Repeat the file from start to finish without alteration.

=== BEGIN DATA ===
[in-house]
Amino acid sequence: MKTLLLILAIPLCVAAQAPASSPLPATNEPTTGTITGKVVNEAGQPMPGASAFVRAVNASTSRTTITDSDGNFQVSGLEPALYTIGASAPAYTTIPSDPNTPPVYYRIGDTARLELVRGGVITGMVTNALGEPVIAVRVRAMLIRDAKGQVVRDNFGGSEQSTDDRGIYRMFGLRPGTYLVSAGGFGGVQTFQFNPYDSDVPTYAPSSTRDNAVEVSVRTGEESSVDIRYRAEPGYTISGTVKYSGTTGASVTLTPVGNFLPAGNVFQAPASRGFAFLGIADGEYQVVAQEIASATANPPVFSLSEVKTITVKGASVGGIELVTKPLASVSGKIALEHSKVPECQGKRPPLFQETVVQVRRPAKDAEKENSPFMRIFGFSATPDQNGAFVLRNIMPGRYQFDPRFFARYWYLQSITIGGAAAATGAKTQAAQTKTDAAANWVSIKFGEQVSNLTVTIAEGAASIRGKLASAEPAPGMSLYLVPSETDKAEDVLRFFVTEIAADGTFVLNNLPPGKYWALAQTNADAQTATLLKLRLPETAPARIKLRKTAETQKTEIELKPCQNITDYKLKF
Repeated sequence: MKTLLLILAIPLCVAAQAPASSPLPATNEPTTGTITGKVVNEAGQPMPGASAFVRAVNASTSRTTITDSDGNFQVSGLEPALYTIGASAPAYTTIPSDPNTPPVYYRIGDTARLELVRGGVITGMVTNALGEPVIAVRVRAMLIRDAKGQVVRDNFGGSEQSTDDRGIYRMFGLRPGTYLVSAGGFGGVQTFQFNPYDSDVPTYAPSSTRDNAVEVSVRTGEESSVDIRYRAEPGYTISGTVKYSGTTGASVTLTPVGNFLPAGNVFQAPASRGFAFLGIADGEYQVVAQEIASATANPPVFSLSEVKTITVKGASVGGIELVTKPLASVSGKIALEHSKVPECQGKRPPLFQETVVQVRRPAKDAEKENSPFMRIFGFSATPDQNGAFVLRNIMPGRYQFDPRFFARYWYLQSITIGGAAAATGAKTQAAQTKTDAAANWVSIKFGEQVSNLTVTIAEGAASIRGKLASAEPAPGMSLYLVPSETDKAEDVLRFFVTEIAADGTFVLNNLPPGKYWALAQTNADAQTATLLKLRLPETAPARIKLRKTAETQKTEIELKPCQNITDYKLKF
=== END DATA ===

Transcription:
[in-house]
Amino acid sequence: MKTLLLILAIPLCVAAQAPASSPLPATNEPTTGTITGKVVNEAGQPMPGASAFVRAVNASTSRTTITDSDGNFQVSGLEPALYTIGASAPAYTTIPSDPNTPPVYYRIGDTARLELVRGGVITGMVTNALGEPVIAVRVRAMLIRDAKGQVVRDNFGGSEQSTDDRGIYRMFGLRPGTYLVSAGGFGGVQTFQFNPYDSDVPTYAPSSTRDNAVEVSVRTGEESSVDIRYRAEPGYTISGTVKYSGTTGASVTLTPVGNFLPAGNVFQAPASRGFAFLGIADGEYQVVAQEIASATANPPVFSLSEVKTITVKGASVGGIELVTKPLASVSGKIALEHSKVPECQGKRPPLFQETVVQVRRPAKDAEKENSPFMRIFGFSATPDQNGAFVLRNIMPGRYQFDPRFFARYWYLQSITIGGAAAATGAKTQAAQTKTDAAANWVSIKFGEQVSNLTVTIAEGAASIRGKLASAEPAPGMSLYLVPSETDKAEDVLRFFVTEIAADGTFVLNNLPPGKYWALAQTNADAQTATLLKLRLPETAPARIKLRKTAETQKTEIELKPCQNITDYKLKF
Repeated sequence: MKTLLLILAIPLCVAAQAPASSPLPATNEPTTGTITGKVVNEAGQPMPGASAFVRAVNASTSRTTITDSDGNFQVSGLEPALYTIGASAPAYTTIPSDPNTPPVYYRIGDTARLELVRGGVITGMVTNALGEPVIAVRVRAMLIRDAKGQVVRDNFGGSEQSTDDRGIYRMFGLRPGTYLVSAGGFGGVQTFQFNPYDSDVPTYAPSSTRDNAVEVSVRTGEESSVDIRYRAEPGYTISGTVKYSGTTGASVTLTPVGNFLPAGNVFQAPASRGFAFLGIADGEYQVVAQEIASATANPPVFSLSEVKTITVKGASVGGIELVTKPLASVSGKIALEHSKVPECQGKRPPLFQETVVQVRRPAKDAEKENSPFMRIFGFSATPDQNGAFVLRNIMPGRYQFDPRFFARYWYLQSITIGGAAAATGAKTQAAQTKTDAAANWVSIKFGEQVSNLTVTIAEGAASIRGKLASAEPAPGMSLYLVPSETDKAEDVLRFFVTEIAADGTFVLNNLPPGKYWALAQTNADAQTATLLKLRLPETAPARIKLRKTAETQKTEIELKPCQNITDYKLKF